Ms. Marvel’s real name was Carol Danvers, and she was an old friend of the X-Men. In those days the Avengers and the X-Men were on-again off-again allies. Carol was a kind of superwoman character. She could fly, had super strength (could bench press fifty tons), was invulnerable to normal harm, and she had a seventh sense that warned her of danger, allowing her to dodge attacks. Looks like that seventh sense didn’t work so well this time.

While Carol Danvers became a Jane Doe at the local hospital ward, Rogue at first reveled in her new stolen powers. But soon the Carol Danvers personality started taking control of Rogue whenever she was exhausted or daydreaming. Rogue began to lose her mind, finding herself living two lives.

Worse, she found herself losing control of her absorption power. The slightest skin-to-skin contact would trigger a transfer, and the risk of another permanent transfer seemed to have increased. She no longer had the willpower to assert her own wishes against Carol with additional victims in her head.

Her adoptive mother Mystique couldn’t do anything for her, and her Brotherhood buddies were not the empathic type. So she turned to the X-Men for help. This was a controversial move for the X-Men and a real test of their ideals. Could they take in an enemy, someone who had tried to kill them and had essentially murdered one of their friends by robbing her of her very identity?

Rogue was allowed to join the X-Men, but she wasn’t trusted. Carol Danvers (who had been hanging out with the X-Men as part of her recovery) decided to sever her ties with her old friends over the decision. Worse, since they were now harboring a criminal mutant their already poor image took a hit.

Despite all that, Rogue put her life on the line for her new companions. She proved herself again and again until her teammates began to reluctantly trust her. When she started to lose it again with her personality battle, the leader of the X-Men gave her the strength to trust her own power again. Rogue discovered remorse for what she’d done as a villain and for the first time began to allow herself to feel.

All this came back to me, looking at my doodles. A complicated character with a tough cross to bear, cool powers, and awesome outfits. She changed my conception of what a superhero could be and how much you could develop a character over time.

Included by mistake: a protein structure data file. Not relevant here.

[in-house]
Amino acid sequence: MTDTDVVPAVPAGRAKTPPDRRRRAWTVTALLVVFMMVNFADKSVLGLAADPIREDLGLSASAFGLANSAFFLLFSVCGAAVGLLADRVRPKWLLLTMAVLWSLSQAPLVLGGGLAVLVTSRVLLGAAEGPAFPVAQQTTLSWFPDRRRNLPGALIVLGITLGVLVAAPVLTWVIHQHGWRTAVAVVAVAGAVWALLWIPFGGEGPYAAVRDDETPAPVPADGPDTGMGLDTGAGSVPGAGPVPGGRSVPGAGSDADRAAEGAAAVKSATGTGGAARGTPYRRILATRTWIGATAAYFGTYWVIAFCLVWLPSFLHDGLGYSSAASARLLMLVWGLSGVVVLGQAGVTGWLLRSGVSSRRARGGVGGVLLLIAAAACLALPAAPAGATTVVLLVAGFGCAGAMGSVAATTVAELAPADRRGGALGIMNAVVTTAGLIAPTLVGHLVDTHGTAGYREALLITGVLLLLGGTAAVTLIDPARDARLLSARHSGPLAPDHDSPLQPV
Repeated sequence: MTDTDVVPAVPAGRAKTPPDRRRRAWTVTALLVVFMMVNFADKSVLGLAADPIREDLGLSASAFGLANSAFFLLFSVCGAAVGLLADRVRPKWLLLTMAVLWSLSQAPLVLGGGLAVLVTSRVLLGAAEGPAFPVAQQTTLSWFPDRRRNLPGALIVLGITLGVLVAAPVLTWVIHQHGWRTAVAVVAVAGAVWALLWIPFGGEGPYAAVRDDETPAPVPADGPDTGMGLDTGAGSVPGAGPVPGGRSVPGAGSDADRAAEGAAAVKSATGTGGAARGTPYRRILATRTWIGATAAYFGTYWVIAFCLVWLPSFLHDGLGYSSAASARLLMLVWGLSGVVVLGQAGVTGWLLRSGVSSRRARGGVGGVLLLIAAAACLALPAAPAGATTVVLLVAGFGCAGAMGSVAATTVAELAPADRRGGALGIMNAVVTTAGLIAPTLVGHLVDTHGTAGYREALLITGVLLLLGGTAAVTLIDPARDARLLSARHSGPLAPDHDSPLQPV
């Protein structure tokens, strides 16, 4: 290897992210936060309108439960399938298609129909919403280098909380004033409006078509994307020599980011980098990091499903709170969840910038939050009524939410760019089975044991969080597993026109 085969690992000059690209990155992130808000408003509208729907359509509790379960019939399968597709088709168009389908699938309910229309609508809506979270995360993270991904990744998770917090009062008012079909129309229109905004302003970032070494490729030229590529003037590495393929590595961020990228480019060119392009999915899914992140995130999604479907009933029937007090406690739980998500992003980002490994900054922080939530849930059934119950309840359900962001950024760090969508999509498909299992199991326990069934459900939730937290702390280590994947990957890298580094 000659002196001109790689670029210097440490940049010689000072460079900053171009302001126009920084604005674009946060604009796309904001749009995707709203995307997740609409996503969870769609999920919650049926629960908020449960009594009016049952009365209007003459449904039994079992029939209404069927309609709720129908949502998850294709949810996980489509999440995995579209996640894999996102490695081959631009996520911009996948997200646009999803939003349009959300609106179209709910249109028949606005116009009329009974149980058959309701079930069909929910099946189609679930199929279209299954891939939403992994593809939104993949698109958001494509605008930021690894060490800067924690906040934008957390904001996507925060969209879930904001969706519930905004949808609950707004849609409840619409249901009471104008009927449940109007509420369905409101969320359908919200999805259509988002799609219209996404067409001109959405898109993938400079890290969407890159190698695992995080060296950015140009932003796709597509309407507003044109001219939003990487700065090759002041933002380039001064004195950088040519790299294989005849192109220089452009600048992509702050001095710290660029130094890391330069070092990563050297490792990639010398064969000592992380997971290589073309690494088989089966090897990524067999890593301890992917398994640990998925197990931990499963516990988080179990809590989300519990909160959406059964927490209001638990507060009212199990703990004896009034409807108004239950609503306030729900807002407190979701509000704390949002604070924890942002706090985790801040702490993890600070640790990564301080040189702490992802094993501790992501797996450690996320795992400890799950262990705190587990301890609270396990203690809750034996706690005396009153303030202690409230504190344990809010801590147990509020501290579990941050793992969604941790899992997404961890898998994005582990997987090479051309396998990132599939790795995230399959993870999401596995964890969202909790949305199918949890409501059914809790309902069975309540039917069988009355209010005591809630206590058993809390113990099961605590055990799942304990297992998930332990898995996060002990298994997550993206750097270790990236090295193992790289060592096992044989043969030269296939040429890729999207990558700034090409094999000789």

I flash back to the good scenes:

  • Rogue standing in front of Mariko (a normal person), taking heavy laser fire for her because of kind words, sacrificing her life to save someone she would have let die a month earlier. Eliciting sympathy from Wolverine who swore he’d cut her to pieces, letting her absorb his super healing power so she doesn’t die.
  • Rogue and Storm talking to each other about Rogue’s recent suicidal leanings. Rogue confessing that the first time her powers manifested was when she was making out with a boy in her bedroom. The terror it made her feel. And Storm, who had once fought Rogue with every ounce of her being in a scuffle at the Pentagon, offering her bare hand in trust to Rogue to show her she could control her power.
  • Rogue standing on the bridge where she stole Ms. Marvel’s powers, reliving the awful moment of tossing Carol’s comatose body into the river below with a bellow of victory, and breaking down in tears at how wrong she had been. Realizing she’ll have to live with her shame for the rest of her life.
  • Rogue being the last of her teammates standing in the face of the indestructible, unstoppable mutant-hunting robot Nimrod. Her teammate Shadowcat touching Rogue’s cheek just before she passes out to tell her how to beat Nimrod. Rogue absorbing all the X-Men at once, and using their combined powers to beat Nimrod to a standstill and force the robot to flee. Damn that was phat!

Hearts for Rogue, all the way.